Exams were done by amanuensis: someone read the questions to me while recording the session and my verbal responses were then written down to be marked. Some of my question papers were sent to Pioneer Printers in Worcester to be converted into braille so that I could have the questions in front of me during the exam. This meant extra work for the school, as papers had to be set earlier. I also had my own braille machine and often submitted my written pieces in braille, after which I read it back to the person doing the writing for me.
My school career ended very well – I received a ministerial award from the Minister of Education at a ceremony held at Leeuwenhof. 

And your parents; did they have to jump in and help too? 
My parent played a huge role in helping me make a success of my high school career. Most of my homework and studies were done with my mother either reading the work to me or quizzing me. Late at night, when I was already asleep, she would rewrite all my answers neatly so that they could be marked.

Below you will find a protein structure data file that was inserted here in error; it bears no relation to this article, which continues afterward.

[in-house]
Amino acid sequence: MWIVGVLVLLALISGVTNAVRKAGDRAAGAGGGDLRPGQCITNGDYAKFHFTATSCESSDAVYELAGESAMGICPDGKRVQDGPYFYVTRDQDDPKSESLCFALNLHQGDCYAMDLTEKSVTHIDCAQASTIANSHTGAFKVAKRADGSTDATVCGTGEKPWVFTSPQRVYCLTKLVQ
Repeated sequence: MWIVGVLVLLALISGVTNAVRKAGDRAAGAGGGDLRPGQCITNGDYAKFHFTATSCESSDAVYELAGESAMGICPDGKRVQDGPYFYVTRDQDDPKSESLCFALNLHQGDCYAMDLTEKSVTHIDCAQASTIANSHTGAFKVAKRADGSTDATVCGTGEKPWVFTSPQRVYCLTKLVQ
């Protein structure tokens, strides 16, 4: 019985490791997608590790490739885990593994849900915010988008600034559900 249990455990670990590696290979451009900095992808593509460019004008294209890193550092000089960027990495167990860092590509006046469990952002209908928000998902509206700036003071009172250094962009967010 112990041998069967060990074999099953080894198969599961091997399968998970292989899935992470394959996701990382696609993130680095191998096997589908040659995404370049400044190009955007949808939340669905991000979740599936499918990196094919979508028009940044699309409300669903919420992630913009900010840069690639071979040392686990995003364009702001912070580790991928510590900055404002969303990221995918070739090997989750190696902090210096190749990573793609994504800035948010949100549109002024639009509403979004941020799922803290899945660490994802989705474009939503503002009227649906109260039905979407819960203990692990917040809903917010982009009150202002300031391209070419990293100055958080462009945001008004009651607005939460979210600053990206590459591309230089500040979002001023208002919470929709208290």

My mom recorded most of my textbooks on cassette tapes. I would listen to the recording and make summaries on my braille device to study for the exams or tests. When the work was easy enough, I would memorise it. As my mom was a teacher, she had a good idea of what was likely to be asked in exams and I could concentrate on that. (Bianca’s grandfather is Willie van Schoor, a well-known teacher in Durbanville.)

Is there a specific incident or moment at Curro where you realized ‘I can do this’?
During recess, my friend and I used to sit around a corner against a low wall. Sometimes she would lie on top of the wall in the sun. One day I thought ‘I’d like to do that too’ and got onto the wall. It was easy, but I could sense how amazed my friend was that I could do it! In that moment, I realised that I would be able to succeed.